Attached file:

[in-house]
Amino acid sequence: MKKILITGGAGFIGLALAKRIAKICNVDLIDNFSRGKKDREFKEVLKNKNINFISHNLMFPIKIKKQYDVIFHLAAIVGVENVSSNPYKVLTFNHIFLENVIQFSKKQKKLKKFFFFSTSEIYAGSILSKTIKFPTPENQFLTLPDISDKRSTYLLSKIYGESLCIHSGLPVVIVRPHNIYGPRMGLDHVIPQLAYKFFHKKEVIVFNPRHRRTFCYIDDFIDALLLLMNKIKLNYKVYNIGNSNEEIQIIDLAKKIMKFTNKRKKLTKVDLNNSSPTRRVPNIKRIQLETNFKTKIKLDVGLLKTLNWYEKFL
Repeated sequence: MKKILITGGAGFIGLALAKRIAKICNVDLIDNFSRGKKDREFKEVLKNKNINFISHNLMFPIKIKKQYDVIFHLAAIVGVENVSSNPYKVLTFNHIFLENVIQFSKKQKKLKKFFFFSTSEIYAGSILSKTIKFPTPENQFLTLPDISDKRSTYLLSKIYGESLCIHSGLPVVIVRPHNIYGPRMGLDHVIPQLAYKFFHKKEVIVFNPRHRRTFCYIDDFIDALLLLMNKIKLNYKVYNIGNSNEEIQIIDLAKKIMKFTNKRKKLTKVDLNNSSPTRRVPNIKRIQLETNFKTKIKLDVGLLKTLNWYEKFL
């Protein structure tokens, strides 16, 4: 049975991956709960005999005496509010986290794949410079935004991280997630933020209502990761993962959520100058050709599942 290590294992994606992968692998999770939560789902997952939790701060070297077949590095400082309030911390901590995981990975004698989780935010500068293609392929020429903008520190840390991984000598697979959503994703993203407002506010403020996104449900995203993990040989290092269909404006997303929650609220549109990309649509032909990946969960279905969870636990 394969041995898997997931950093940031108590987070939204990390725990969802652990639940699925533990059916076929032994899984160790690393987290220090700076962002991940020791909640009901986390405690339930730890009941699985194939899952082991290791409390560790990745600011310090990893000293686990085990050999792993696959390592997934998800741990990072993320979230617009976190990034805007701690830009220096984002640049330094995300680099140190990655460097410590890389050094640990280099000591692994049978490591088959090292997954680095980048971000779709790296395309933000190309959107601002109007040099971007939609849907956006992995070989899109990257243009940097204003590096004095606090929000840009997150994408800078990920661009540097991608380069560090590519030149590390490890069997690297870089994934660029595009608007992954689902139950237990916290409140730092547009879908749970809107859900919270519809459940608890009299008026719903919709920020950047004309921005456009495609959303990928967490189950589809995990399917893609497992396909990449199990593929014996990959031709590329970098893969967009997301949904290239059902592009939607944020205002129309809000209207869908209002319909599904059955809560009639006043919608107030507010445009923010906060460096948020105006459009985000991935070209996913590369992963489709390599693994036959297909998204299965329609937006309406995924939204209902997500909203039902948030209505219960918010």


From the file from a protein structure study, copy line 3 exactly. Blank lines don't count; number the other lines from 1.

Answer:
Repeated sequence: MKKILITGGAGFIGLALAKRIAKICNVDLIDNFSRGKKDREFKEVLKNKNINFISHNLMFPIKIKKQYDVIFHLAAIVGVENVSSNPYKVLTFNHIFLENVIQFSKKQKKLKKFFFFSTSEIYAGSILSKTIKFPTPENQFLTLPDISDKRSTYLLSKIYGESLCIHSGLPVVIVRPHNIYGPRMGLDHVIPQLAYKFFHKKEVIVFNPRHRRTFCYIDDFIDALLLLMNKIKLNYKVYNIGNSNEEIQIIDLAKKIMKFTNKRKKLTKVDLNNSSPTRRVPNIKRIQLETNFKTKIKLDVGLLKTLNWYEKFL